Using SCOM to Monitor SQL Logs

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I learned something new today.  I had a client ask me about how to make SCOM monitor SQL logs.  Generally, the SQL management pack for SCOM is already grabbing key events out of the SQL log and passing them to the SCOM console, but sometimes there are events in the SQL logs that might warrant some visibility that they currently aren’t getting.  A quick search of the issue delivers a lot of really interesting problems and results:

The problems are relatively simple, they are text based logs, and they may not necessarily be in the same location on every SQL server.

This one, for instance, uses a VB script to parse the SCOM attribute and then search for the log. It’s a good solution, and it’s a lot of work. Of course, I’m an idiot who doesn’t know the first thing about VB and reverse engineering it can be somewhat daunting, not to mention time consuming.

One client simply did a text based log monitor.  That works great if the logs are all in the same place, but he found himself creating multiple rules to hit up multiple locations and targeting them to different servers.  Rightfully so, that was turning into an administrative nightmare.

Being the lazy bum that I am, I decided to hit up Kevin Holman to see if he had done anything on this particular issue.  To my surprise, he hadn’t.  He did however send me this Kevin Eckart article that essentially solves this problem.

While it doesn’t always do this, most of the events in the SQL error log are written to the application log. SCOM is very good at capturing items in the application log, and I doubt I need to write a how-to article as this is pretty basic to SCOM administration.  All that needs to be done is to match the time stamps and description of the event, capture the event ID, and then create your rule/monitor.

Now let’s say for a second that this information isn’t availableimage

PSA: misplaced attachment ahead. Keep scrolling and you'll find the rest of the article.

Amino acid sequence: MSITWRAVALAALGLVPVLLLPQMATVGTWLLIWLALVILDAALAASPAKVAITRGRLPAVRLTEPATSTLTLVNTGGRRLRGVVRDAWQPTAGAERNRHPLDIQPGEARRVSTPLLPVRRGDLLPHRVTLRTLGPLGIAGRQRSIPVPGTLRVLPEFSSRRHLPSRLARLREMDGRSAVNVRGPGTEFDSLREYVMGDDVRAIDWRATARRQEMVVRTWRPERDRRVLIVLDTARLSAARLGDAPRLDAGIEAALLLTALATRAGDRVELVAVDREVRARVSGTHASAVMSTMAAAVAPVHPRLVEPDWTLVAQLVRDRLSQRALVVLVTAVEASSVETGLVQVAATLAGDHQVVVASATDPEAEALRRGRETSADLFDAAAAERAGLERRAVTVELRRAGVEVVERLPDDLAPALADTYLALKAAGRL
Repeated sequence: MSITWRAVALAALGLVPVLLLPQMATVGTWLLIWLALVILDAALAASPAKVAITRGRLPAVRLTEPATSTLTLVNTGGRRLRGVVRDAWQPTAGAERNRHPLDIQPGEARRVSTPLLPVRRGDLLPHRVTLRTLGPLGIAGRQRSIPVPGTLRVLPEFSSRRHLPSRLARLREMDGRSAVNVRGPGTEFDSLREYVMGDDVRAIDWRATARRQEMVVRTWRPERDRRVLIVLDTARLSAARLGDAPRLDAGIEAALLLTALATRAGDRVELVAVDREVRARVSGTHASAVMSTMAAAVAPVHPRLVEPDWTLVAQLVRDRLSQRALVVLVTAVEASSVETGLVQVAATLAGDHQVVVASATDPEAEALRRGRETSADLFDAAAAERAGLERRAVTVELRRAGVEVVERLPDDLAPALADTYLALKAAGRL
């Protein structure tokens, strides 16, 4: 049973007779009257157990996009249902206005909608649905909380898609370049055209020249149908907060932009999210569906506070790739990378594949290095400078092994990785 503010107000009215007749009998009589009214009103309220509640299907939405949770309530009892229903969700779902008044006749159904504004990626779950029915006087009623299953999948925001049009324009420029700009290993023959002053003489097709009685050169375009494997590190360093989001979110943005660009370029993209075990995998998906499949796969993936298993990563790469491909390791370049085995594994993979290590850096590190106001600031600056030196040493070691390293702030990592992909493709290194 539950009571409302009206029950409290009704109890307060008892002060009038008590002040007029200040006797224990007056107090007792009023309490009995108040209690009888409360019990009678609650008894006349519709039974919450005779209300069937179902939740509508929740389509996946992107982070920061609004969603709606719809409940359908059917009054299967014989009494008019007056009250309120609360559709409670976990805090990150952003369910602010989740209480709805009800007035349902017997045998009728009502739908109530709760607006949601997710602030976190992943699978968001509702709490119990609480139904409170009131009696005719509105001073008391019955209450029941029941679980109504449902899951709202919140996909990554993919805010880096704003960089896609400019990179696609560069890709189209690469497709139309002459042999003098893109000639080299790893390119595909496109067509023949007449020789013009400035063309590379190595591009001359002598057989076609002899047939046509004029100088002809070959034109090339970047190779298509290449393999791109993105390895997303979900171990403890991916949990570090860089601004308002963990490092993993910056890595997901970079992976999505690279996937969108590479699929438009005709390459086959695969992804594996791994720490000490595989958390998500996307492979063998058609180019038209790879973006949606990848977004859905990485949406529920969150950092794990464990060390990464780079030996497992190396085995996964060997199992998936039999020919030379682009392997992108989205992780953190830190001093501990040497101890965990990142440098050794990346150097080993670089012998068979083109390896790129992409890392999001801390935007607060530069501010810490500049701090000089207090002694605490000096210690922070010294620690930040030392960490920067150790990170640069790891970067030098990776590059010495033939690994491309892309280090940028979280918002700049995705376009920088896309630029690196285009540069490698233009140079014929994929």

Using the information from Kevin’s article, it appears that the message ID inside of SQL is tied to the event ID found in the application log.  Note the query and the ‘is_event_logged’ parameter is set to 1:


If by chance the item you want to monitor is not listed, SQL is so kind as to provide us a means to get it written to the application log.

All we need is the message ID (which should be the error number listed in the log).  From there, simply re-run the query:


where Language_id = 1033 and message_id = 1205

You can see from the query that the value “Is_event_logged” is set to 0.


This also can be changed very easily:

exec sp_altermessage 1205, "WITH_LOG", 'true'

And then re-run the query to verify it changed:


Now in this particular example, SCOM is already monitoring the condition, so no further action would be needed.  If by chance though it isn’t that message_id is the error ID found in the application.  Creating an alert generating monitor or rule at that point is very easy.

Last scenario.  Let’s say you don’t know the message_id.   The SQL error log doesn’t always give you that information.  This search will help you find it in the sys.messages table:


WHERE LANGUAGE_ID = 1033 and contains(text, 'Sql execution')


At that point, you can run the sp_exec stored procedure again to change it.

Comments (1)

  1. Tyson Paul says:

    This is awesome. Thanks for posting.

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